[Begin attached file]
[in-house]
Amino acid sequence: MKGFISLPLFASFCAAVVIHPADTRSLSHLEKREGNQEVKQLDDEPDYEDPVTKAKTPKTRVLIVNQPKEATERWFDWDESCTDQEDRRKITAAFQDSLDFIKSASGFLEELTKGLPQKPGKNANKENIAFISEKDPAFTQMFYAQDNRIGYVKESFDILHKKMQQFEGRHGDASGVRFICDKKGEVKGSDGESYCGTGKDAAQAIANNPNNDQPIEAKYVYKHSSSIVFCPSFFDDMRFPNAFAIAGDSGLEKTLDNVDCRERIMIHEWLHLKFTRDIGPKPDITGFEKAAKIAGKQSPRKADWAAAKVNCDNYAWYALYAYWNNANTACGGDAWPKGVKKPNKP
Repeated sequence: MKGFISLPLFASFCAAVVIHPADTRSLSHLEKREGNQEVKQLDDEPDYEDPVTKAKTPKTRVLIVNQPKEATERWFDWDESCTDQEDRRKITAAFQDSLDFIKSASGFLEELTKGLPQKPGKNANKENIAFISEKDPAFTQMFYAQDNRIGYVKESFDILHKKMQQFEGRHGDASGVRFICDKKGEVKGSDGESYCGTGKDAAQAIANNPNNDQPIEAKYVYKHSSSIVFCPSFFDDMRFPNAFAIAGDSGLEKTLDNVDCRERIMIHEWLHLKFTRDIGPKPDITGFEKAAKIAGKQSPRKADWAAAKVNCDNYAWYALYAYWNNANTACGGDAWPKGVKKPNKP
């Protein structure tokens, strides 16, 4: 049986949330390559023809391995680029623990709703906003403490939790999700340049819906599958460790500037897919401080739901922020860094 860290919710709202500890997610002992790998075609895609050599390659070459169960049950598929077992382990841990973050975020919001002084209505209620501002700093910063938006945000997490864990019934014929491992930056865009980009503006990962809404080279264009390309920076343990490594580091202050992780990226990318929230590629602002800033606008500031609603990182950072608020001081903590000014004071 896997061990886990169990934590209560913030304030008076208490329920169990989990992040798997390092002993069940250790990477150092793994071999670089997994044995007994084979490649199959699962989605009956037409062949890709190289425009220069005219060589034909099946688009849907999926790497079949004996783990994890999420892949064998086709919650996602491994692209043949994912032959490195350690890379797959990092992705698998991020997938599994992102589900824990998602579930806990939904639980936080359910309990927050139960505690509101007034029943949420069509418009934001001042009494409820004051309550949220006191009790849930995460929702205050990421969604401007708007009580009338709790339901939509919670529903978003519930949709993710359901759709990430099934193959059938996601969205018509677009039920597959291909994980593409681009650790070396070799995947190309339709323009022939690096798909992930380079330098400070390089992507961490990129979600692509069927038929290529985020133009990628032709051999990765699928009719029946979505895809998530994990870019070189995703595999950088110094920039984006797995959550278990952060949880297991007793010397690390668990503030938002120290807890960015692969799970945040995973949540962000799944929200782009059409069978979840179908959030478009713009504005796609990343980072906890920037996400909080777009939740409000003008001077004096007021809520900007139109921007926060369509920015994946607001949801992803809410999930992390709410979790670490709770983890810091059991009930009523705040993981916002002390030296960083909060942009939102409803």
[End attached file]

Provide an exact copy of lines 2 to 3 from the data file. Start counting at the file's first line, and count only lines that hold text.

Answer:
Amino acid sequence: MKGFISLPLFASFCAAVVIHPADTRSLSHLEKREGNQEVKQLDDEPDYEDPVTKAKTPKTRVLIVNQPKEATERWFDWDESCTDQEDRRKITAAFQDSLDFIKSASGFLEELTKGLPQKPGKNANKENIAFISEKDPAFTQMFYAQDNRIGYVKESFDILHKKMQQFEGRHGDASGVRFICDKKGEVKGSDGESYCGTGKDAAQAIANNPNNDQPIEAKYVYKHSSSIVFCPSFFDDMRFPNAFAIAGDSGLEKTLDNVDCRERIMIHEWLHLKFTRDIGPKPDITGFEKAAKIAGKQSPRKADWAAAKVNCDNYAWYALYAYWNNANTACGGDAWPKGVKKPNKP
Repeated sequence: MKGFISLPLFASFCAAVVIHPADTRSLSHLEKREGNQEVKQLDDEPDYEDPVTKAKTPKTRVLIVNQPKEATERWFDWDESCTDQEDRRKITAAFQDSLDFIKSASGFLEELTKGLPQKPGKNANKENIAFISEKDPAFTQMFYAQDNRIGYVKESFDILHKKMQQFEGRHGDASGVRFICDKKGEVKGSDGESYCGTGKDAAQAIANNPNNDQPIEAKYVYKHSSSIVFCPSFFDDMRFPNAFAIAGDSGLEKTLDNVDCRERIMIHEWLHLKFTRDIGPKPDITGFEKAAKIAGKQSPRKADWAAAKVNCDNYAWYALYAYWNNANTACGGDAWPKGVKKPNKP